It’s said that old habits die hard, and for sufferers of Alzheimer’s disease, the resilience in the memory of practical skills may provide a pathway to learn new things.
Flinders psychology PhD student Chris Materne has begun a study involving people with probable or mild Alzheimer’s that aims to teach them to learn and remember simple, important facts or instructions.
The technique makes use of the complex, multi-layered nature of human memory, Ms Materne said.
“Different bits of memory hold on for longer than others – in particular, things that have become habitual tend to last,” she said.
“Highly practiced skills, such as playing the piano, seem to be more resistant to the disease process of Alzheimer’s than short term memory information, such as remembering names of people you’ve just met.
“We are trying to see if we can capitalise on that residual capacity to get information that is important and relevant to the individual into the memory system by bypassing the normal channels.”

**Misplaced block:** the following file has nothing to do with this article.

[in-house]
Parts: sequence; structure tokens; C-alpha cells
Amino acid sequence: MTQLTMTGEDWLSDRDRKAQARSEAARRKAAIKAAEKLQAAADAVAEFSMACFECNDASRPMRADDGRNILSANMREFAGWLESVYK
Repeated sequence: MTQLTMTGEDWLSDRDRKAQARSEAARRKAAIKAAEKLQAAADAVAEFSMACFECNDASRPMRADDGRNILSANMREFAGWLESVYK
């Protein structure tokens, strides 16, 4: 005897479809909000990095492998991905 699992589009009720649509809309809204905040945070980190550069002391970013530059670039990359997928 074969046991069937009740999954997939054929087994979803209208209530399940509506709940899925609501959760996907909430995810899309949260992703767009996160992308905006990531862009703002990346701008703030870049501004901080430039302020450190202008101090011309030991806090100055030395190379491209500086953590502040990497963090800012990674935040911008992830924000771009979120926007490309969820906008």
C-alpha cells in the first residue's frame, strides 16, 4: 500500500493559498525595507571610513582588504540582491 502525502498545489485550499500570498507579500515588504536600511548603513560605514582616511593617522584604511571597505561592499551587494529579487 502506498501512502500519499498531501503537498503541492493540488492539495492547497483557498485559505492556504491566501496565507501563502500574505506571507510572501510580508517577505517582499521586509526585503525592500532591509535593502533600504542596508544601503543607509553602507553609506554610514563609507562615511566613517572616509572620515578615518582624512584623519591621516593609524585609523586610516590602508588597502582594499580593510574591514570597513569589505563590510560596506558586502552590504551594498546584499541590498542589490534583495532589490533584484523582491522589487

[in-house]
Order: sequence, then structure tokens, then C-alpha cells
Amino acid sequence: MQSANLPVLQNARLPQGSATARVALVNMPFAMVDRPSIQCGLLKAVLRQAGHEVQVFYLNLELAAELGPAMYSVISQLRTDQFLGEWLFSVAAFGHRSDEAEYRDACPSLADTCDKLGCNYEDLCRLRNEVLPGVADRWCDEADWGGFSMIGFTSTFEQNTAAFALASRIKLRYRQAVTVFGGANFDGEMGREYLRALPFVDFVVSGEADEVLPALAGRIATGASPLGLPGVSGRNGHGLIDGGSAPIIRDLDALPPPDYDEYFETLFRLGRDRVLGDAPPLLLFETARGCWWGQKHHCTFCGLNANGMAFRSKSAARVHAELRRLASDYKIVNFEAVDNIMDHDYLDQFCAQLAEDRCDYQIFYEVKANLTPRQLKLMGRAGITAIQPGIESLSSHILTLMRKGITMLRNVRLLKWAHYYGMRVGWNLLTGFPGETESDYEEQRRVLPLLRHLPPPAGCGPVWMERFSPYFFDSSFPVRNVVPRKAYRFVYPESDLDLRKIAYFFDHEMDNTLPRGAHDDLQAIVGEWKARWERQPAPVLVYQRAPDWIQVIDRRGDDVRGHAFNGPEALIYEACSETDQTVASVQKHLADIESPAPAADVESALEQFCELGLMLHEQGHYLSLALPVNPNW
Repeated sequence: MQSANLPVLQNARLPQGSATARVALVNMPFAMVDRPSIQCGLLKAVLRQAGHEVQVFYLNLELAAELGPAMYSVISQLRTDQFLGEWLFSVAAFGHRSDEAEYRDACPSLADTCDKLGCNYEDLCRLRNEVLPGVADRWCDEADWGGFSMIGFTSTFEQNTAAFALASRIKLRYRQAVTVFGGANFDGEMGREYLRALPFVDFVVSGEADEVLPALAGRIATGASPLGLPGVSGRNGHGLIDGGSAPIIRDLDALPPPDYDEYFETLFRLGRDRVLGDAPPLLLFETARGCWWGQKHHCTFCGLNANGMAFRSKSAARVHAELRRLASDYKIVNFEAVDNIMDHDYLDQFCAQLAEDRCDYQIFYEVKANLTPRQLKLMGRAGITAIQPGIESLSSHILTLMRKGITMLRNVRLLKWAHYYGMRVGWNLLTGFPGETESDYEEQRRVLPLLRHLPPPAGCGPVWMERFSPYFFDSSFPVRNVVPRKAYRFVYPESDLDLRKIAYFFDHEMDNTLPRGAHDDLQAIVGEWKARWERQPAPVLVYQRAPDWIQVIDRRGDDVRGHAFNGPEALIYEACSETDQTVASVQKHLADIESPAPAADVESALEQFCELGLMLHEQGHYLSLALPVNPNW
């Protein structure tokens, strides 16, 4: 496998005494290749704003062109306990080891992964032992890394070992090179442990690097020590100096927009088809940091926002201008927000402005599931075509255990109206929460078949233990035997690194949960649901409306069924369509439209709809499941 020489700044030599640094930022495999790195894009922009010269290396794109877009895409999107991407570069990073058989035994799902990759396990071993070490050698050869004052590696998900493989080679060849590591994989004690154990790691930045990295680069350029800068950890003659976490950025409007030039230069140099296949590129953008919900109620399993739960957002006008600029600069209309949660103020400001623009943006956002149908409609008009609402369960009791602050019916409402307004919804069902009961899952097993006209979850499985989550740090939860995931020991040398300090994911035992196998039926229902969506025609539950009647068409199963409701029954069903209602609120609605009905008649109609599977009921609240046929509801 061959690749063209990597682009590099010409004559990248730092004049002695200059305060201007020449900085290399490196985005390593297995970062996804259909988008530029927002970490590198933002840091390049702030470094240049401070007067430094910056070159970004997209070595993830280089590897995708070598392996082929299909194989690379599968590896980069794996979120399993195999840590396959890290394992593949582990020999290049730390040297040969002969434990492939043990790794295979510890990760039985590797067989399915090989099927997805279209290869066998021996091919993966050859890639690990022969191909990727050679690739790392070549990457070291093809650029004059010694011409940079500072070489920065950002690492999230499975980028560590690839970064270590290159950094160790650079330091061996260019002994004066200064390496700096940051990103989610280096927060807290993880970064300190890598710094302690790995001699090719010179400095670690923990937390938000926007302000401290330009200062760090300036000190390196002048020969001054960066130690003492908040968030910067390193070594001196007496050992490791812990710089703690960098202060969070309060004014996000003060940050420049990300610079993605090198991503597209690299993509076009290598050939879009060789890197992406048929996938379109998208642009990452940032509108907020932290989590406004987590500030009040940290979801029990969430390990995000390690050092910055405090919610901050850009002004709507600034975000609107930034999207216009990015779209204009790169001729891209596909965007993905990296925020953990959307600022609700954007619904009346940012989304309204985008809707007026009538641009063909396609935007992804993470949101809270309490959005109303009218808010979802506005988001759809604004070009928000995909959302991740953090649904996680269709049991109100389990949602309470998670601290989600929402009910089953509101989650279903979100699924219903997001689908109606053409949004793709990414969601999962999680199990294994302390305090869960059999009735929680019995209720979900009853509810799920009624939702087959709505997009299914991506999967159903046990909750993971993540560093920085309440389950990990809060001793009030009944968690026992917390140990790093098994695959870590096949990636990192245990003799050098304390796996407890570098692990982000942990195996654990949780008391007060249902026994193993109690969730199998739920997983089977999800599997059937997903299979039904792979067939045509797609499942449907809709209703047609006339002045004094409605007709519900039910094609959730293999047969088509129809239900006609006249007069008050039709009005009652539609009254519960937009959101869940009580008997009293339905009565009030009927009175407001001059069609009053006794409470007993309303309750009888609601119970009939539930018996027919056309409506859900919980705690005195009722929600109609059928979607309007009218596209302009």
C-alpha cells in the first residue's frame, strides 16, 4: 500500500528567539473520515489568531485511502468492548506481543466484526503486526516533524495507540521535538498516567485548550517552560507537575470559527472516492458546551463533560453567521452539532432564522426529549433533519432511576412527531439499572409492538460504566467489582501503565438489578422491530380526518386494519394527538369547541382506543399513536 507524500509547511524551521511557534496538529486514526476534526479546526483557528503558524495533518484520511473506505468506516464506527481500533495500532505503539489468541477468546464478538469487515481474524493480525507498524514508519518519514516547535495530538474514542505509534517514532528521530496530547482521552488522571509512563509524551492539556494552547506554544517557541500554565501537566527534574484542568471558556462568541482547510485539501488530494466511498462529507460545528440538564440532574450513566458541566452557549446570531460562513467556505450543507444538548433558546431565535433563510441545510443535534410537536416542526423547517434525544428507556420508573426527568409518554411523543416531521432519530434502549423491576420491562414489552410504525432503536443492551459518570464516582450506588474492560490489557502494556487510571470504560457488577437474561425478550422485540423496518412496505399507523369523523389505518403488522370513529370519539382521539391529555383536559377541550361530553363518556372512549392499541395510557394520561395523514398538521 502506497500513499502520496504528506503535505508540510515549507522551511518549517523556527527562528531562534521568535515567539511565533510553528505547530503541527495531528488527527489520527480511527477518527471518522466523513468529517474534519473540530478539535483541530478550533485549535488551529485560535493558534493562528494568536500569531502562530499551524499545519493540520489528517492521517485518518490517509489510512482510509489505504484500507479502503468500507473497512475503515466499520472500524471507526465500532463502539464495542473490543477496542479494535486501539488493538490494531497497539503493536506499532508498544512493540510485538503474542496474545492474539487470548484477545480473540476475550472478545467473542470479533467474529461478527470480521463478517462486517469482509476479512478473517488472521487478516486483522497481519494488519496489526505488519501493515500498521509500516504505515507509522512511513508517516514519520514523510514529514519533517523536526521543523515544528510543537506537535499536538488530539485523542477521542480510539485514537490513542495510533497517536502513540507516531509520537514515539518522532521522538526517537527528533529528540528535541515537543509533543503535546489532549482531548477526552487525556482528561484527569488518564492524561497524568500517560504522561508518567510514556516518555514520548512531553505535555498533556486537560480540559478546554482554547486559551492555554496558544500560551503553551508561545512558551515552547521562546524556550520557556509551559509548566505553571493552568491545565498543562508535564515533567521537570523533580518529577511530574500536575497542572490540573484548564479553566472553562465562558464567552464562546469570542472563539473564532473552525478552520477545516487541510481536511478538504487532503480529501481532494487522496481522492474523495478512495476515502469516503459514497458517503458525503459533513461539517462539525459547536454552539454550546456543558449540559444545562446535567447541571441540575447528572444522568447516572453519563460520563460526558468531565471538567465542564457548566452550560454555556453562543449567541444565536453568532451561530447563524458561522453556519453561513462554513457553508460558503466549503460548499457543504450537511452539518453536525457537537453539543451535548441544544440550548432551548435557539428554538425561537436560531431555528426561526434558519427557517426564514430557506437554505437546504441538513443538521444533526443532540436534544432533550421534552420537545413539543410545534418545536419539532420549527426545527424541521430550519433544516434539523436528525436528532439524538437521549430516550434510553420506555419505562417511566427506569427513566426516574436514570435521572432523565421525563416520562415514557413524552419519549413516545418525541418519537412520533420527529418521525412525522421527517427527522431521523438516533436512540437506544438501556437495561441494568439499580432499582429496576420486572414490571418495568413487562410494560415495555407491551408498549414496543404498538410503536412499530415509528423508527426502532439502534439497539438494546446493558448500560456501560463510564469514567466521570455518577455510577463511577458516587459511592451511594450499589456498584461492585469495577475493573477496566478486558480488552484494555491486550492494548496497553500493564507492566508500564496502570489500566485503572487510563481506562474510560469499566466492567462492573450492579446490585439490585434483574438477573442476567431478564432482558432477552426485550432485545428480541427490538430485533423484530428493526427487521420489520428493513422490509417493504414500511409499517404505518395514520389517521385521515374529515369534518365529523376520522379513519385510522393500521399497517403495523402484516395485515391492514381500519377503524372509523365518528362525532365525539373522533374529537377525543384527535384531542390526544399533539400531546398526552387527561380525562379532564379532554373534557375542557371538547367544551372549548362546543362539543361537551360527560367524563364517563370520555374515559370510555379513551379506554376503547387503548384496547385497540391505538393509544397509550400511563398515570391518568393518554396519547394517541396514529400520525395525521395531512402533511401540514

Ms Materne says participants will be involved in nine hour-long sessions that aim to improve memory retention, with follow-up assessments after a few months.
The technique works by prompting participants to retrieve a fact or instruction over gradually increasing time intervals. The approach has achieved promising results in the United States, where results suggest that once an interval of about 12 to16 minutes has been attained, the information is consolidated and can be remembered for days or weeks.
The trial study will test the technique to assess how well it works as the disease progresses.
Ms Materne said that practical nature of the memory tasks – where keys are kept, or the names of grandchildren, for instance – means that environmental reinforcement is likely: that is, the questions will also get asked in real life.
The attitude of partners or carers is crucial, Ms Materne said. “Even if we achieve an effect with the training, if people don’t believe it will make a difference and fail to make use of it in the real world, then you don’t get any benefit,” she said.
Interested carers or partners of people with early Alzheimer’s who are living at home can contact Ms Materne about participating on (08) 8201 5870.